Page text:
Lost in the Universe

I joined the world of BusinessObjects consulting in mid 2002, and, since then, I’ve worked with many, many clients, and reviewed well over a hundred universes. During that time, I have collected a lot of Best Practices in universe design. I’m certainly not alone in that, however. Every universe consultant has a list of Best Practices, and many of them have published those lists. So, universe developers have plenty of opportunity to find common lists of Best Practices in universe design. Therefore, I am avoiding publishing such a list, at least for the time being.

This article is just the opposite. You see, over the years, not only have I developed a list of Best Practices, but I’ve also developed a list of Worst Practices, common mistakes in universe design. That’s what this article is about. I’m going to take a look at some of the most common errors in universe design, and make suggestions on how to correct them.

Creator of the Universe

So, the first, and by far the common mistake, is making sure that the right people are involved in the development of the universe. No, that wasn’t a typo. I said people, not person. Even if there is only one person in your organization who is qualified to develop universes, that person doesn’t work in a void, all by themselves. They need to get many other people involved in the process.

Many years ago, while at a client site to do training on Desktop Intelligence, I met the consultant who was building their universe. He showed me the universe. Admittedly, not working there, and not understanding their business model, I was not prepared to understand their universe completely. But, after a brief conversation with this other consultant, I learned some startling facts:

  • He had never taken the Universe Design class
  • He had a meeting with users, once, prior to beginning his development
  • Once development started, he worked in isolation, until he had fully developed the universe

I knew this situation could only end in disaster, so I sat off to the side of the room while the new universe was presented to the users. The results? The users went ballistic, nearly starting a riot. The design of the universe didn’t make sense to them, didn’t meet their reporting requirements, and confused them. So, what should have happened?

80% of the time spent developing a universe should be spent long before opening the Designer application. During that time, the developer is doing research to uncover the requirements for for the universe. This includes meeting with the following people, as much as possible:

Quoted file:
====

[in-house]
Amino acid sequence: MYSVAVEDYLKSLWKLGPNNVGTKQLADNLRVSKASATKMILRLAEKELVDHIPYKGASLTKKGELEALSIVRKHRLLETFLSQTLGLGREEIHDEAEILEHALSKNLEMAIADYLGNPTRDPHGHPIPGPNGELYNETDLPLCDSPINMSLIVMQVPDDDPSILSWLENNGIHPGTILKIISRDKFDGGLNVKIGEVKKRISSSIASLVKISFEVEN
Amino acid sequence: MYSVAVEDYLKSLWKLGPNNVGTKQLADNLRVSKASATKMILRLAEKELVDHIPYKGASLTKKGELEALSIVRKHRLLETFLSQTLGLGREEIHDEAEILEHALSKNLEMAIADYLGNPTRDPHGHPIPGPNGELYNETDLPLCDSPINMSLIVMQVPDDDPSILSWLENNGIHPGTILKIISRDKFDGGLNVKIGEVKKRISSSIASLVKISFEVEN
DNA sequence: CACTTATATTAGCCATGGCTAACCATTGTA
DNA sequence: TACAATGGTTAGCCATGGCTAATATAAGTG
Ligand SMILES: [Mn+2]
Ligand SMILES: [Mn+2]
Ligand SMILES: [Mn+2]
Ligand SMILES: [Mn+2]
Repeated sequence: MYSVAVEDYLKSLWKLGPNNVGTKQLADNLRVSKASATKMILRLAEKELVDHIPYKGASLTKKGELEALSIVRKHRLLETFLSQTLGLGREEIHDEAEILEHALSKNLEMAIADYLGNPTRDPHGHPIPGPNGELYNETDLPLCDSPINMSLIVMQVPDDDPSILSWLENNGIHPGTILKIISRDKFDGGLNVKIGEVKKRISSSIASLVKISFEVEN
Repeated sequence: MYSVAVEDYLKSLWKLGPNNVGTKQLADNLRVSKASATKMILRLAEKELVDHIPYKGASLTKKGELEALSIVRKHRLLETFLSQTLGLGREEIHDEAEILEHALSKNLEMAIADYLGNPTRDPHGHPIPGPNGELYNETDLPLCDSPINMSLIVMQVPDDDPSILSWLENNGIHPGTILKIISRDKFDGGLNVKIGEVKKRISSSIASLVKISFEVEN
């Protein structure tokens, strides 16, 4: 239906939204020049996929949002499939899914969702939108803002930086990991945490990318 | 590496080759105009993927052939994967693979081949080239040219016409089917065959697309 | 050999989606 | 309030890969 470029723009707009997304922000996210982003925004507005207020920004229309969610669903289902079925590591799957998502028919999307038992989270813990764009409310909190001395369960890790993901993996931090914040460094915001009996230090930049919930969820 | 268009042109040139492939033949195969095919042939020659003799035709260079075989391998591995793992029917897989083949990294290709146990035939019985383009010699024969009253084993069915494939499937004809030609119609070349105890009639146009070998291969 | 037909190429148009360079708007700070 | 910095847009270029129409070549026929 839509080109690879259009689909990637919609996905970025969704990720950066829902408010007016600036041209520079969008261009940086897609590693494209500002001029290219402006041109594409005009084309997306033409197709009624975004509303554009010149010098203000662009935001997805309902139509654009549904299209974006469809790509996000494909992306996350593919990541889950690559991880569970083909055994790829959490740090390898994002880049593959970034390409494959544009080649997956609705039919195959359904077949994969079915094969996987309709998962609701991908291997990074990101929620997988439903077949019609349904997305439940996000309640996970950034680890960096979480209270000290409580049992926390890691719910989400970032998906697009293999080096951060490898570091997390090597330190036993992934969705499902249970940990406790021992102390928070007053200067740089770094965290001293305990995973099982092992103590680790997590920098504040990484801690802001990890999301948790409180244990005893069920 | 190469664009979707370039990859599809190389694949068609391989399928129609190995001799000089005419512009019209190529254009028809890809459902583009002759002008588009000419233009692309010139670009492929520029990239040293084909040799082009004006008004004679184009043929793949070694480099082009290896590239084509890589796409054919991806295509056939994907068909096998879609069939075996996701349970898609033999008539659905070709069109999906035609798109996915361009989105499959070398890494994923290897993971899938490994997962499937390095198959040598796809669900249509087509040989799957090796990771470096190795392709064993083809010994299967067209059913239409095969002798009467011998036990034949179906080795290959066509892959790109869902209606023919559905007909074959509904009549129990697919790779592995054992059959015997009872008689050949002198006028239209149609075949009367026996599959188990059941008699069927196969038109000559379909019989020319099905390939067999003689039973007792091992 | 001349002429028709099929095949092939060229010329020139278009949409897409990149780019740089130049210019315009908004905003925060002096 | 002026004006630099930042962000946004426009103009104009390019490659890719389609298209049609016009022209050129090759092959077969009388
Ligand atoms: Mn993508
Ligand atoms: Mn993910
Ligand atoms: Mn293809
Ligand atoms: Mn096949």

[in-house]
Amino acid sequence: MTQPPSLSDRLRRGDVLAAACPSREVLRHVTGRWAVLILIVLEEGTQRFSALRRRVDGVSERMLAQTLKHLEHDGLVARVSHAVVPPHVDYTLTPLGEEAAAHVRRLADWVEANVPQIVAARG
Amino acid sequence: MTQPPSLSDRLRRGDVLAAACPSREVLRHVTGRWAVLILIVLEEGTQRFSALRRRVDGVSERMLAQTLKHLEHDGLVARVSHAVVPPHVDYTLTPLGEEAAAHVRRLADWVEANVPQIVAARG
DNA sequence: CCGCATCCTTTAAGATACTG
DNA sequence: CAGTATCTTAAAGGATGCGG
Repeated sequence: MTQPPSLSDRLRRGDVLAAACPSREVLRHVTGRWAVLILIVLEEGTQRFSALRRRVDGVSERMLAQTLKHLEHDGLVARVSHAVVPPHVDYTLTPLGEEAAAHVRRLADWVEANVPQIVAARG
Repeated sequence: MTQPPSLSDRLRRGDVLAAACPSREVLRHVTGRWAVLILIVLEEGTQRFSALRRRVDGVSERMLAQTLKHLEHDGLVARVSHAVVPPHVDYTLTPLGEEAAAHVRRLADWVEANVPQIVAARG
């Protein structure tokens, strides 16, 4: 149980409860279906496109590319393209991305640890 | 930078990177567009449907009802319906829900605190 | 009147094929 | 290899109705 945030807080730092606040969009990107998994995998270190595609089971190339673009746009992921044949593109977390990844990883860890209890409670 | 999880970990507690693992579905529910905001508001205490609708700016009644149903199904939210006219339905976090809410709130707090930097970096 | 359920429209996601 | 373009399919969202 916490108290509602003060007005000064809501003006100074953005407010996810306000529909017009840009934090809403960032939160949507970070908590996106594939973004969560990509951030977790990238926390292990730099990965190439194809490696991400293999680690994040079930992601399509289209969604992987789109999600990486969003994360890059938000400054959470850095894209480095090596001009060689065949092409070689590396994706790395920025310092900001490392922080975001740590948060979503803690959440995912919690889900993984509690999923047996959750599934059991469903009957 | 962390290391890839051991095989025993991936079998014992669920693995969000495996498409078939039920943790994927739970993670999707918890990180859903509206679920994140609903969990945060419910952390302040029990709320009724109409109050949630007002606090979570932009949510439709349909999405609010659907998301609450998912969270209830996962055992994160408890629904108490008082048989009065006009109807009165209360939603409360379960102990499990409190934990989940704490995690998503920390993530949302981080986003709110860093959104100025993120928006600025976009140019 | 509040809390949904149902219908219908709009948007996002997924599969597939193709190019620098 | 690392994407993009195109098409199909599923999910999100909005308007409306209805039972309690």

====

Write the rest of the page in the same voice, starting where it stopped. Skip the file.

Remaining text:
• Application developers. These are the people responsible for the application(s) that load data into the database(s) that we will be using. For example, if we’re building a universe on customer service data, we should learn about the application(s) that the Customer Service Reps (CSR) use to enter data. We want to find out if data is being typed in, or selected from menus. We want to learn if there’s a chance that data could be entered incorrectly.
  • DBA. This is a big one. The DBA will be one of our best resources during the entire development cycle. We need to understand where the data is. Are we building on a transactional system, data warehouse, or data mart? Are there aggregate tables? Are there database triggers that might affect data flow?
  • Users. I recommend assembling a small group of power users. These are people who will be developing reports from this universe, for other people. Keep them involved throughout the process. This is critical. This universe is for them. So it must meet their needs. Let them see your work frequently, offering feedback. By doing this, you allow them to take some ownership for the universe. They will also be your evangelists to all the other users, once the universe is published.
  • Management. That’s right! You must meet with management. It’s important to understand what they will gain from this universe. No, they won’t be building reports. But they will be consuming reports built from this universe. So, we need to understand, what are the business questions that they will be looking to answer from this universe? Remember, this isn’t your universe. This is their universe.

You’d be surprised at how few universe developers actually do the proper research. But trust me, you don’t want to publish a universe, only to find out that you have to rework the entire thing. You also don’t want to waste time “selling” it to the users. If you properly engage your power user team, they will do the selling for you.